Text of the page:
The 2022 Annual Assessment

The Situation and Dynamics of the Jewish People

Project Head:
Shmuel Rosner

Gabriel Abensour, Nadia Beider, Dan Feferman, Shlomo Fischer, Shuki Friedman, Avi Gil, Noa Israeli, Dov Maimon, Steven Popper, John Ruskay, Adar Schieber, Noah Slepkov, Yedidia Stern, Shalom Salomon Wald, Haim Zicherman

Barry Geltman

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The 2022 Annual Assessment

This year, the Jewish people contended with, and were affected by developments in several main areas:1

Geopolitical developments: the war in Ukraine is intensifying trends that undermine the current “world order,” with implications for the international standing of the United States and the future of Europe. Efforts by the U.S. and its allies to reach a nuclear agreement with Iran continue (the agreement’s contours are not to Israel’s liking). There has been a significant improvement in Israel’s relations with a number of its Arab neighbors, but those states have also had some degree of rapprochement with Iran. A wave of Palestinian terrorism has erupted as well.

Political developments: Israel’s political system has not yet stabilized. At the beginning of November the citizens of Israel will go to the voting booth for the fifth time in less than four years. The American political system is preparing for mid-term elections and the possibility of a divided government, against the background of an expected dramatic Supreme Court ruling on abortion rights, with sociocultural repercussions. In France, the radical right has gained ground.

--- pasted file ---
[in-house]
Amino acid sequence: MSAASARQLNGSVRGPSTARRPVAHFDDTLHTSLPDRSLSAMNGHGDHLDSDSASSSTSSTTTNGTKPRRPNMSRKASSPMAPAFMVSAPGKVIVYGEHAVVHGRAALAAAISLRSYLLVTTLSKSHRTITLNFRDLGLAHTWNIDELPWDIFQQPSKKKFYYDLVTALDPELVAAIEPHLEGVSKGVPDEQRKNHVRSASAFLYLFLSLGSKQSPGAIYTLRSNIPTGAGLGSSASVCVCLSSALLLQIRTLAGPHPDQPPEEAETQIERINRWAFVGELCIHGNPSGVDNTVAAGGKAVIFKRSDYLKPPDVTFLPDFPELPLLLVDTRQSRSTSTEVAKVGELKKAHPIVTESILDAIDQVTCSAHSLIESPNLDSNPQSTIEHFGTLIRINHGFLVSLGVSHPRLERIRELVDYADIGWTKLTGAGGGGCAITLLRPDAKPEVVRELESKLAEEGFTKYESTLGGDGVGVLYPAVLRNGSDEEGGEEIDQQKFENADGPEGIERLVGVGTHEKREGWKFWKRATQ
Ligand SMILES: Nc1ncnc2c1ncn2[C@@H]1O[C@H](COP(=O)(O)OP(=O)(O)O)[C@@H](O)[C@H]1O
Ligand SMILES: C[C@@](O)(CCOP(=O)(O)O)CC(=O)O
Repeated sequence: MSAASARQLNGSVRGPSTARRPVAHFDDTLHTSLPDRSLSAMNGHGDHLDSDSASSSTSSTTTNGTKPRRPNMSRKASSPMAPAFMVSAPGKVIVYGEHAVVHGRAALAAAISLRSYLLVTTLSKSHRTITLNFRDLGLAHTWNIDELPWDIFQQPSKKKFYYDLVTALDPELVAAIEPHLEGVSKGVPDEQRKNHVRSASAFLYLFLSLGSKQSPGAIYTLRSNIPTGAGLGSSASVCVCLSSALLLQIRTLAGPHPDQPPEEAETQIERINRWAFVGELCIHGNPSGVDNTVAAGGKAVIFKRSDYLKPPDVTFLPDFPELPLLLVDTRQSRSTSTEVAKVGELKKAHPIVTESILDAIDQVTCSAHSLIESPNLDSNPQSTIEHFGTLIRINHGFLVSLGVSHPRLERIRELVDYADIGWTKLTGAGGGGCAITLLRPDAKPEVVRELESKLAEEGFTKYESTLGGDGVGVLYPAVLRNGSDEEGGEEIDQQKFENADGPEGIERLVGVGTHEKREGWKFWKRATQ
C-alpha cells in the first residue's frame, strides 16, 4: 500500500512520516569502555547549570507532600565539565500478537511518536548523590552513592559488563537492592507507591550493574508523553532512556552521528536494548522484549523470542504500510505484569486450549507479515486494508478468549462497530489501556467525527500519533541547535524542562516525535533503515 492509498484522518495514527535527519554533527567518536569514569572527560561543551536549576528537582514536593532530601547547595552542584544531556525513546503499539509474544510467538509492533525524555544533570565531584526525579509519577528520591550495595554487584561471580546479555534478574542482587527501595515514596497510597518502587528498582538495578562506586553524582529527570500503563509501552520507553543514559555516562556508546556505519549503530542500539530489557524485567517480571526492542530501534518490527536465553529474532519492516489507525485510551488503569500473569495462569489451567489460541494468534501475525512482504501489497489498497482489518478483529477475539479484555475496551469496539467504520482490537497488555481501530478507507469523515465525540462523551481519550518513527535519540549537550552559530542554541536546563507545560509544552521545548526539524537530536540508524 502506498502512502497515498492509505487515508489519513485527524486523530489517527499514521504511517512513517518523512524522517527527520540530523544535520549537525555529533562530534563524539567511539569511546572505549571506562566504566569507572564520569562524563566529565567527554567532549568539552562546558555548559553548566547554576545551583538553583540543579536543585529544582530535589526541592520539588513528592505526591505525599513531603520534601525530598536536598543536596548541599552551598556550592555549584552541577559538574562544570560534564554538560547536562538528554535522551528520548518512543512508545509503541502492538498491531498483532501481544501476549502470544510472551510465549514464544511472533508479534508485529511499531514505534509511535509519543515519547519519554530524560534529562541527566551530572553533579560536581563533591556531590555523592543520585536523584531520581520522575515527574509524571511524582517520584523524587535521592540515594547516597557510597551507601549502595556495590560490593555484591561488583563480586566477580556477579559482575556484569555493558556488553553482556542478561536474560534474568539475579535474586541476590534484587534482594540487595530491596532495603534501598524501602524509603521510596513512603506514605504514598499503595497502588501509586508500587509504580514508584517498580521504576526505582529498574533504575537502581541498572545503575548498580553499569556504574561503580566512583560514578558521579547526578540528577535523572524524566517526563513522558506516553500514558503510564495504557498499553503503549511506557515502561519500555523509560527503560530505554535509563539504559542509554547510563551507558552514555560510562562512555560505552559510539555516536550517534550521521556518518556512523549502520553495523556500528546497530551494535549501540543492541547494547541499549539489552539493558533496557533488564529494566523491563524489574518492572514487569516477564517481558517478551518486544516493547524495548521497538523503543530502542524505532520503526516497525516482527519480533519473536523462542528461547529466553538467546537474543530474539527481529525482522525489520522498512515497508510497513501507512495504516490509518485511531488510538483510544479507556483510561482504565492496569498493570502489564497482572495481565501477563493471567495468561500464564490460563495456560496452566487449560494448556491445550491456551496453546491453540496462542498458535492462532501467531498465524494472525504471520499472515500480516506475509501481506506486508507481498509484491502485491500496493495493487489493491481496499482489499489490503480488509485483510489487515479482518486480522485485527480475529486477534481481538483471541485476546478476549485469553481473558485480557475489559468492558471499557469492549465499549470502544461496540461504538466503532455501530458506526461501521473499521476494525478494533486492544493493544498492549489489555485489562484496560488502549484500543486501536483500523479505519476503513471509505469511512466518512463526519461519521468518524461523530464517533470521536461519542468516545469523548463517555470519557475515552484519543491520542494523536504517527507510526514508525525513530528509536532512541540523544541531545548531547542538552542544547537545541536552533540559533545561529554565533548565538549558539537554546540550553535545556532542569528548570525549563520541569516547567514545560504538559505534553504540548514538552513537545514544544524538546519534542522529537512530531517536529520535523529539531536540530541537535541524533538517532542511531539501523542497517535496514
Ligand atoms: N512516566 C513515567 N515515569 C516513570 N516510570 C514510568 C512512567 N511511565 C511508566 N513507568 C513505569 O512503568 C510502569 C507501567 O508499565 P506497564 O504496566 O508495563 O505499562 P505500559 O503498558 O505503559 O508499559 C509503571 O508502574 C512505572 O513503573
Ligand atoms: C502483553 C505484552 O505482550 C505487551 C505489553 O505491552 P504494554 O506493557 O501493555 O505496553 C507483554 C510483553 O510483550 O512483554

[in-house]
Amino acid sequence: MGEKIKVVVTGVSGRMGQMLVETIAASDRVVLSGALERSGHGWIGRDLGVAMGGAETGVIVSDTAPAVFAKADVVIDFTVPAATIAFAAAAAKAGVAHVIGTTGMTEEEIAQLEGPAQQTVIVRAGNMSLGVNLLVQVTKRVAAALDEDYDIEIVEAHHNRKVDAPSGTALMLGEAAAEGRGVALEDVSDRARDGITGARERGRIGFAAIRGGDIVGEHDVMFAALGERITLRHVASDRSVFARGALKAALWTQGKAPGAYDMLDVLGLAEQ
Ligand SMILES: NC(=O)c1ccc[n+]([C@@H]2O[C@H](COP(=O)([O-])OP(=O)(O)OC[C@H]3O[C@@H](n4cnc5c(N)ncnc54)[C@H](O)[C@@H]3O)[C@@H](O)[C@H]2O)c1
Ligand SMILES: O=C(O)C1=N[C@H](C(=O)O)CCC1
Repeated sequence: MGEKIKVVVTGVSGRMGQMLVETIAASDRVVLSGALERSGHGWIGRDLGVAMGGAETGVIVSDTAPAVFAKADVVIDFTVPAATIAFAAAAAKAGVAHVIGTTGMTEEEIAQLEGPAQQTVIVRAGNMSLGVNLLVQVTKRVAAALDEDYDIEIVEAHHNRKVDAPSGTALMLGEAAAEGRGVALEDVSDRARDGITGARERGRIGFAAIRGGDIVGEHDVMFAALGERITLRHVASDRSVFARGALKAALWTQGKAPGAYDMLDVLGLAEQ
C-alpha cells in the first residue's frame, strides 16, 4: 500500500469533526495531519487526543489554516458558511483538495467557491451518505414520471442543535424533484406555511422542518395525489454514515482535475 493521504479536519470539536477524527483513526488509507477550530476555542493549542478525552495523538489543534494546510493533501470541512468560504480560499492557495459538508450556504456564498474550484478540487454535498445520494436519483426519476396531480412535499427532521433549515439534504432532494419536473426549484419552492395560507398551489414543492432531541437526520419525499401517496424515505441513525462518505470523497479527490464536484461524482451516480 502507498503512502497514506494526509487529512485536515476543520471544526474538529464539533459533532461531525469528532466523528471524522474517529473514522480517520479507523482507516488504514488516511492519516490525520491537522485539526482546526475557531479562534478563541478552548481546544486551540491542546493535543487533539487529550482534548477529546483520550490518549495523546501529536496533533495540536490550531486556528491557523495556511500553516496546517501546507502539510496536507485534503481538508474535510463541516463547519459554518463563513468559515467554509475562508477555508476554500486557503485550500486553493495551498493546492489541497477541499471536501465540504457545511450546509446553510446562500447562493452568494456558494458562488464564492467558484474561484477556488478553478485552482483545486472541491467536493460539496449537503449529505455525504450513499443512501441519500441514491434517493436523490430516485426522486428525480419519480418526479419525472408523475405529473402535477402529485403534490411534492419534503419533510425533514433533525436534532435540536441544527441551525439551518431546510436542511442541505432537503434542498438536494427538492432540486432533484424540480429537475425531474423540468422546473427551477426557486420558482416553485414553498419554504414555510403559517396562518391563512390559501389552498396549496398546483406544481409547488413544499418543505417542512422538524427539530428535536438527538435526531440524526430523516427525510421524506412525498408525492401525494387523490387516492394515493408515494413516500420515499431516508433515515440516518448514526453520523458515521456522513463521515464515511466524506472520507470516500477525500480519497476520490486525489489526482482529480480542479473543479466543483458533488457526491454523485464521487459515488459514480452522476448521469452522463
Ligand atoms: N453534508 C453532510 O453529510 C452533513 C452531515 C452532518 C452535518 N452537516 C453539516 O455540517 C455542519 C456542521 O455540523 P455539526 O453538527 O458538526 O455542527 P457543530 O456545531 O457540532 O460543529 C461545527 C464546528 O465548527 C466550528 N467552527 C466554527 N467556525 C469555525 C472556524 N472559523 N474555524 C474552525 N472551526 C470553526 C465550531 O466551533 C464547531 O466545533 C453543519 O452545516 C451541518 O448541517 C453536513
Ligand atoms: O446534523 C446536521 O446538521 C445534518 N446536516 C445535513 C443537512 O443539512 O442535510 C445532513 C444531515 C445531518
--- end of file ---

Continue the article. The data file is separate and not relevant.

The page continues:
Societal developments: As in the rest of the world, the influence of social media is also evident in Israel, which erodes trust in governmental institutions, polarizes the public discourse and leads to mutual delegitimization and negation (of the government and the political camps). Wide polarization is also evident in those discursive spaces pertaining to Israel and Israel-Diaspora relations. The involvement of Israeli Arabs in terrorist attacks in Israel, as well as the emphasis on fighting violence in the Arab sector, continues to indicate fragility in relations between Jews and non-Jews. Renewed unrest in the political arena has caused tensions to resurge between right and left and between secular Israelis and religious/ultra-Orthodox Israelis.

Antisemitism: Reports persist of an upsurge in antisemitic incidents around the world. Young Jews report “lowering their Jewish profile” out of fear of compromising their social status. There is controversy within the Jewish community, especially among its younger generation, about what “anti-Zionism” means in the context of antisemitism.

Demographic developments: In the wake of the Ukraine conflict, the pace and rate of immigration from Ukraine and Russia have increased. The immigration rates from most countries are slowly returning to their pre-pandemic levels. The rate of Jewish population increase in the Diaspora is slowing.

The Covid-19 pandemic: There has been significant recovery of trips by individuals and Jewish groups to Israel.

Jewish identity: The crisis in Ukraine reveals a gap between Israel and the Diaspora on issues of morality and Jewish survival. In Israel there was (at least at the beginning of the crisis) a “tribal” orientation, both in terms of maintaining ties with Russia (due to Israel’s national interests), and in terms of refugee absorption (a preference for those eligible for immigration under the Law of Return). In the United States, the American Jewish tradition of resettling refugees and assisting oppressed communities has been renewed. In these communities the distinction between Jew and non-Jew has blurred, and there has been an emphasis on the ethical-universal element of the Jewish obligation to assist persecuted groups.